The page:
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Fluoxetine as a Quit Smoking AID for Depression Prone

This study has been completed.
Information provided by:
National Heart, Lung, and Blood Institute (NHLBI) Identifier:
First received: June 9, 2005
Last updated: February 17, 2016
Last verified: June 2005
To test whether adding fluoxetine pharmacotherapy to behavioral cessation treatment improves the depression-prone smoker's ability to quit.

Condition Intervention
Cardiovascular Diseases
Heart Diseases
Drug: fluoxetine
Behavioral: cognitive behavioral therapy

Study Type: Interventional
Study Design: Masking: Double-Blind
Primary Purpose: Prevention

Resource links provided by NLM:

Further study details as provided by National Heart, Lung, and Blood Institute (NHLBI):

Study Start Date: February 1998
Study Completion Date: January 2002
Detailed Description:


The research was a treatment-matching study to test whether adding fluoxetine pharmacotherapy to behavioral cessation treatment improved the depression-prone smoker's ability to quit. The investigators randomized 144 smokers with a prior history of depression and 206 smokers who lack such a history to a double-blind treatment with either 60 mg fluoxetine or placebo, while they underwent cognitive behavioral treatment to quit smoking. The main study outcome was biologically verified abstinence 6 months after treatment. The administration of placebo and fluoxetine began 3 weeks before the quit smoke date and continued for 2 months post-quit date (totaling 11 weeks on drug/placebo). Cognitive behavioral treatment were weekly before quitting and biweekly after quitting. There were monthly follow-up evaluations for six months after the quit date. The research tested both the Selective Benefit Hypothesis and the Generalized Benefit Hypothesis of fluoxetine's effects. The hypothesis of the mechanism of action was that the drug diminished compulsive smoking behavior, obsessional cigarette craving, and nicotine withdrawal dysphoria that occurred independently of depressive vulnerability.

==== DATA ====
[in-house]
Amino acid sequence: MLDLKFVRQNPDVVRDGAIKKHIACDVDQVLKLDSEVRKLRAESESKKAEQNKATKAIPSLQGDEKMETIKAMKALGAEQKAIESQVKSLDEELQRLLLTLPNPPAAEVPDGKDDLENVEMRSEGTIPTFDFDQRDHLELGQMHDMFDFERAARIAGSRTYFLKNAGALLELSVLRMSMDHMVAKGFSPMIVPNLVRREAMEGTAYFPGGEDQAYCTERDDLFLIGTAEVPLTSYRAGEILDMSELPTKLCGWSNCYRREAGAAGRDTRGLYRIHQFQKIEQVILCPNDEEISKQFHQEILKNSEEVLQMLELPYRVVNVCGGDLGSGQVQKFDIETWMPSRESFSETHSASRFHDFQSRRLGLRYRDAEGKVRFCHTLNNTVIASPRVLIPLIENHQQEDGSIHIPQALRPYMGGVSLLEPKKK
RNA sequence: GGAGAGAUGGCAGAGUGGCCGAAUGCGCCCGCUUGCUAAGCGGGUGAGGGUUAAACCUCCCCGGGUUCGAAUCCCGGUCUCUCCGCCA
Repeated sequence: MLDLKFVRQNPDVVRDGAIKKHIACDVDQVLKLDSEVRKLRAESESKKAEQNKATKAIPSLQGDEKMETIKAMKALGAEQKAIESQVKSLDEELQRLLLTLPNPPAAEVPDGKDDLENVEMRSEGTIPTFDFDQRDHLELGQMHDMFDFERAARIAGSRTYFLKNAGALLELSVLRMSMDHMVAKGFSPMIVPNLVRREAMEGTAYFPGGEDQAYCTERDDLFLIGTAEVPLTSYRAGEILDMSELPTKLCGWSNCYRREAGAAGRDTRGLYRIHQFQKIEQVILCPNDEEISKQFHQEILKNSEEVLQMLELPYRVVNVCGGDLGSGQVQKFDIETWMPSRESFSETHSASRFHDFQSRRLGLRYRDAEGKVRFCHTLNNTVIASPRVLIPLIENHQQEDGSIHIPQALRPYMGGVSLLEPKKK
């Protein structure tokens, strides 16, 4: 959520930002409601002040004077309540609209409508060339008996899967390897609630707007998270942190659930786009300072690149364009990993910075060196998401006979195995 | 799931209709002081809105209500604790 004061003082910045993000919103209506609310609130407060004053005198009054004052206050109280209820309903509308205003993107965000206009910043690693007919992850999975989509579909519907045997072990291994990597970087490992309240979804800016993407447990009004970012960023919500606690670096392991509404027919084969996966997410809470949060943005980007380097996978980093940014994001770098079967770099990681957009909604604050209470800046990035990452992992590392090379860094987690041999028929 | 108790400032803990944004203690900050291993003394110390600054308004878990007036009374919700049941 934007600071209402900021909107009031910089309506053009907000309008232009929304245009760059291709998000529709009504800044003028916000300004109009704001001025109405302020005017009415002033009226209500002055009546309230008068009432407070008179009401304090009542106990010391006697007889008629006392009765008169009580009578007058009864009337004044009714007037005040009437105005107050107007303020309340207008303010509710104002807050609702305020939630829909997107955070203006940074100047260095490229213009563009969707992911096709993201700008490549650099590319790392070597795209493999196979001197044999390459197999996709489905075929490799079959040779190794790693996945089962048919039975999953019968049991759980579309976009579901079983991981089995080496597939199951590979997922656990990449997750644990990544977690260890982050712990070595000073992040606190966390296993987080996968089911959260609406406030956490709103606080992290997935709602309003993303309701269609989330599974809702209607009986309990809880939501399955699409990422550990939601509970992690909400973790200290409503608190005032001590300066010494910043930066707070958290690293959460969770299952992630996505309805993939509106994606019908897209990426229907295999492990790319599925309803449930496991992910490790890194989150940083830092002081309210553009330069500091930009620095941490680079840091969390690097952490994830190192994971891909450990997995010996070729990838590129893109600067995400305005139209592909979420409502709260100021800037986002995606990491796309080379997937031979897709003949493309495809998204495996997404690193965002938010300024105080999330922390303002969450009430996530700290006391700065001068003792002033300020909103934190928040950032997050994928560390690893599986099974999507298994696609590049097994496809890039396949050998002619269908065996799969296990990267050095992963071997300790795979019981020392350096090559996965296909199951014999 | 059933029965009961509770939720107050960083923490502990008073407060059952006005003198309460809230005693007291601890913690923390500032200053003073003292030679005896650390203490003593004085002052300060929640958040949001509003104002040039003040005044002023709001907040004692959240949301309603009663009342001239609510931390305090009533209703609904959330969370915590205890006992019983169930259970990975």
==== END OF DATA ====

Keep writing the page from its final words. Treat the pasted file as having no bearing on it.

The study completion date listed in this record was obtained from the "End Date" entered in the Protocol Registration and Results System (PRS) record.


Ages Eligible for Study:   up to 100 Years   (Child, Adult, Senior)
Sexes Eligible for Study:   All
Accepts Healthy Volunteers:   No
An estimated 144 smokers with a prior history of depression and 206 smokers who lacked such a history.
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Please refer to this study by its identifier: NCT00113737

Sponsors and Collaborators
National Heart, Lung, and Blood Institute (NHLBI)
OverallOfficial: Bonnie Spring U.S. Dept/Vets Affairs Med Ctr.
  More Information

Publications: Identifier: NCT00113737     History of Changes
Other Study ID Numbers: 183
R01HL059348 ( US NIH Grant/Contract Award Number )
Study First Received: June 9, 2005
Last Updated: February 17, 2016

Additional relevant MeSH terms:
Cardiovascular Diseases
Heart Diseases
Serotonin Uptake Inhibitors
Neurotransmitter Uptake Inhibitors
Membrane Transport Modulators
Molecular Mechanisms of Pharmacological Action
Neurotransmitter Agents
Serotonin Agents
Physiological Effects of Drugs
Antidepressive Agents, Second-Generation
Antidepressive Agents
Psychotropic Drugs
Cytochrome P-450 CYP2D6 Inhibitors
Cytochrome P-450 Enzyme Inhibitors
Enzyme Inhibitors processed this record on April 27, 2017